SHIRLEY — Selectman Leonardo “Chip” Guercio has long represented selectmen on the Joint Boards of Selectmen, (JBOS) but had not attended meetings for the last few months.
At the Nov. 3 selectmen’s meeting, Guercio addressed the matter.
An advisory group currently made up of selectmen from Ayer, Harvard and Shirley and representatives from the Devens Committee, the JBOS meets monthly to discuss Devens disposition. That is, in part, what shape and form the former military base will take and how its thousands of acres of Real Estate will be divided.
In its first incarnation more than a decade ago, the JBOS was a selectmen’s-only group that provided a pipeline to MassDevelopment and represented each town’s interests as the disposition process moved forward. It stopped when town meeting voters in Ayer and Harvard nixed a town-building proposal known as Scenario 2B. Shirley voted for it.
As the process re-started this year, the JBOS asked the towns for success criteria.
But that lone affirmative vote explains why Shirley backed away from the process, Guercio said. “We took a little break.”
Shirley’s hiatus from the JBOS didn’t cost the town any ground, he said, and “Mass Development wasn’t there, either.”
The state agency that manages Devens has stayed away to let the towns work on their disposition success criteria, he said.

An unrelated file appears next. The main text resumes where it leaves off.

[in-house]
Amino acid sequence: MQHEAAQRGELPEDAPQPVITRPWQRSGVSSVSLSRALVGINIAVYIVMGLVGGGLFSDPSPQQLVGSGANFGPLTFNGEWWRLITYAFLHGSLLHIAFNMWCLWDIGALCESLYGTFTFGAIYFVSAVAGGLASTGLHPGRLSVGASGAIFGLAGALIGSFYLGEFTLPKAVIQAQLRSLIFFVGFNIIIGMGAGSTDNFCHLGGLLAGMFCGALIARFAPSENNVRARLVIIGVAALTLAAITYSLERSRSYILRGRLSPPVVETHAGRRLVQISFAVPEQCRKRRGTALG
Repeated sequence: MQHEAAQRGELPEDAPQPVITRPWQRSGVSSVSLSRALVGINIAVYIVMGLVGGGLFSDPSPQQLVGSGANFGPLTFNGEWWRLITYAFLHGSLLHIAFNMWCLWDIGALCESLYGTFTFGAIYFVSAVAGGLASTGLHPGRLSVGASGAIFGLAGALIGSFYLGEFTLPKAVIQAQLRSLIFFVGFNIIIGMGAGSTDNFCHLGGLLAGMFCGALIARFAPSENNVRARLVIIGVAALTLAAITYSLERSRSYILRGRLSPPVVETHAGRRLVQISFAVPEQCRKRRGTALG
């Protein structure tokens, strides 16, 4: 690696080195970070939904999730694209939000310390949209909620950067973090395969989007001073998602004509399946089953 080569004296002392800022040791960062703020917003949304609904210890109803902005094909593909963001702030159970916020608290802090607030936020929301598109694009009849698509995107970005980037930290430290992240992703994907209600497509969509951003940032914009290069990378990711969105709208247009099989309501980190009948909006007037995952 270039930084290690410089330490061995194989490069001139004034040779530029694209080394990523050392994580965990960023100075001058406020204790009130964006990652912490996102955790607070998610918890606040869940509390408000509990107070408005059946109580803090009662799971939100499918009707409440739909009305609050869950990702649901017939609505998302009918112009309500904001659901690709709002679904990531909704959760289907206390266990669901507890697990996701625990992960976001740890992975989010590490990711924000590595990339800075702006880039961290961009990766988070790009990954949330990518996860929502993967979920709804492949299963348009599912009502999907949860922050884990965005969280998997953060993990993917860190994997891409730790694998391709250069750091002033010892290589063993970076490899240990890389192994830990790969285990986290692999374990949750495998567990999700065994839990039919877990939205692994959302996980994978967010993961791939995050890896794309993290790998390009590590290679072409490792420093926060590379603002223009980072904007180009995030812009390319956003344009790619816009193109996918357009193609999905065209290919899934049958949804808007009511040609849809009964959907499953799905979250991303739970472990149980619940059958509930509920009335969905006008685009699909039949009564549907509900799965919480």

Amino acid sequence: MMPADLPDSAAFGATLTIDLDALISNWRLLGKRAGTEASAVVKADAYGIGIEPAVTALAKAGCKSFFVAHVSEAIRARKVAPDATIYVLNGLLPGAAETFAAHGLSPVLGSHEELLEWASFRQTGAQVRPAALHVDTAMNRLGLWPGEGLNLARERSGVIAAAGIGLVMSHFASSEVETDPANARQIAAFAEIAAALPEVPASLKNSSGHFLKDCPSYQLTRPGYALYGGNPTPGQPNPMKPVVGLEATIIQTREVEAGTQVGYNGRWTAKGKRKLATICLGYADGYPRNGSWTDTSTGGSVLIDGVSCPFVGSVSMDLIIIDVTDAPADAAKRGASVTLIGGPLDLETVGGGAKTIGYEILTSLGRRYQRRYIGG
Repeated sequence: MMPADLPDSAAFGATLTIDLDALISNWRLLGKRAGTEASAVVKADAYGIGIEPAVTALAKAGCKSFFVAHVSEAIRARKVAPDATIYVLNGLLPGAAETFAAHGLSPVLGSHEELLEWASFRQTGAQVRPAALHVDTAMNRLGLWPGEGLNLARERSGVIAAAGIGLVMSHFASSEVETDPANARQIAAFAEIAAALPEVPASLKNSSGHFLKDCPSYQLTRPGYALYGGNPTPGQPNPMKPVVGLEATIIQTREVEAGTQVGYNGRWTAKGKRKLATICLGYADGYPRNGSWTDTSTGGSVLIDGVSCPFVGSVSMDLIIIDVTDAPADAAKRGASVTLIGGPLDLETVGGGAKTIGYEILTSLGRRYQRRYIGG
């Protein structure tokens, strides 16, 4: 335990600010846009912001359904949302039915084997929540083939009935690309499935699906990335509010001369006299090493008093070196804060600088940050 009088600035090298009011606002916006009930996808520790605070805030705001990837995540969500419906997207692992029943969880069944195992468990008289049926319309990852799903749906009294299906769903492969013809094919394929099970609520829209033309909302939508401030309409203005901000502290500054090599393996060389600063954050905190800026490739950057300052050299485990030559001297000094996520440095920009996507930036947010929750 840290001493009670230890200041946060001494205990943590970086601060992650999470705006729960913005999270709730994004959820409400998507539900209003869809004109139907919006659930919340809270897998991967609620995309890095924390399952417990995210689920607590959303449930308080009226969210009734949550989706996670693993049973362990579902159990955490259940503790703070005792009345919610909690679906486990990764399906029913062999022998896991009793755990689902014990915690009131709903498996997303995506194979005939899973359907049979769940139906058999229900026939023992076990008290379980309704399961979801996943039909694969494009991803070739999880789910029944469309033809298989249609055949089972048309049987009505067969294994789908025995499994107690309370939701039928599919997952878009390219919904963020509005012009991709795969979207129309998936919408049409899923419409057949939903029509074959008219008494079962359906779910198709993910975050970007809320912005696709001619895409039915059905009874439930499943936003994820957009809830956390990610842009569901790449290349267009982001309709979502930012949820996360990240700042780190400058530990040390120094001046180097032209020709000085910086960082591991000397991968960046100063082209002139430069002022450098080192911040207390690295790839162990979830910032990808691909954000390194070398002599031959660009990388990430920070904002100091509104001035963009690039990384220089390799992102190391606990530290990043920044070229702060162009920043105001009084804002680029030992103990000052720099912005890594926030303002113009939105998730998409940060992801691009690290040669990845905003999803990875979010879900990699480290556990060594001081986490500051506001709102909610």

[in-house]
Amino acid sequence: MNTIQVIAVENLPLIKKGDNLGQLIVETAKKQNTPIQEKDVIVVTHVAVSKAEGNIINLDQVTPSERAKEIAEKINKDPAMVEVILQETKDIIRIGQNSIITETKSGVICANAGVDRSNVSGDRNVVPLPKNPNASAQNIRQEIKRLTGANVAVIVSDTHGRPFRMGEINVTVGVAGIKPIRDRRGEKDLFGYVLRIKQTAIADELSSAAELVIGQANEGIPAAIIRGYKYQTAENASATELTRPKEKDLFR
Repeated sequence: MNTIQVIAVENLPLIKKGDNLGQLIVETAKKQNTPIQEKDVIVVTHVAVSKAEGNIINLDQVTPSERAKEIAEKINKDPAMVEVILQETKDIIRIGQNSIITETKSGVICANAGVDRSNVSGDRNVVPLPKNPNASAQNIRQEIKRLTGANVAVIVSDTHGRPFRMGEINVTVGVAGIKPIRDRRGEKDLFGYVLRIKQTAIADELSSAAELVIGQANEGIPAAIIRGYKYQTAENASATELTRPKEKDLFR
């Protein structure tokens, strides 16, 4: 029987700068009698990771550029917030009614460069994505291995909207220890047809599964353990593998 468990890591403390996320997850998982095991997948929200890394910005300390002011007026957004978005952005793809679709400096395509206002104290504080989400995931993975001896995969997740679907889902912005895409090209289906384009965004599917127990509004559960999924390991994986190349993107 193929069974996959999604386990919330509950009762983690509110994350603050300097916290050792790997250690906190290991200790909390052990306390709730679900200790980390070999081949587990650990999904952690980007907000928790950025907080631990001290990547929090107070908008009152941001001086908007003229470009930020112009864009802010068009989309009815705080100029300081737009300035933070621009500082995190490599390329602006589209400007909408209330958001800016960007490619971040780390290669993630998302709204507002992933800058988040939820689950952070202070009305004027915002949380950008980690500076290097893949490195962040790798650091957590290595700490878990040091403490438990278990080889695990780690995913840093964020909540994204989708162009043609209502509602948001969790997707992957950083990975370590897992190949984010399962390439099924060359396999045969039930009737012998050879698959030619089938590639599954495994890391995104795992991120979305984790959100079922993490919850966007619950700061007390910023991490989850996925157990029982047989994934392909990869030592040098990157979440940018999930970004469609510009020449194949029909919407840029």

Shirley has its criteria from the last go-round, he said, while the other towns still had work to do on theirs. “There was a feeling that Ayer and Harvard had to come together,” he said.
“There’s still dialogue on disposition,” Guercio said.
Harvard and Ayer have held public meetings on the matter. Shirley has not. Guercio has said that the old disposition package laid out what Shirley wants and that hasn’t changed.
Still, the JBOS asked that Shirley revisit its wish list as the larger group attempts to come to consensus before taking it to another vote.
In September, town administrator Kyle Keady sent the list to town boards for comment. Basically, it corresponds to categories in the Devens Disposition Executive Board (DDEB) governance committee’s memorandum of understanding (MOU), a document that made the rounds in 2006.
With the MOU as a template, the towns inserted their slants on the disposition deal. Categories included governance, boundaries, land ownership, zoning, housing, education, financial sustainability, education and environmental protection.
Key items for Shirley included a land swap with MassDevelopment in which the town would exchange town-owned frontage on Front Street for a small parcel next to the municipal complex and school.
In another 2B perk, re-drawn boundaries would return jurisdiction of all areas west of the Nashua River to Shirley.
Guercio attended the last JBOS meeting and said he intends to do so from now on. From January through March, 2009, the meetings will be held in Shirley, which will take its turn as chair, he said.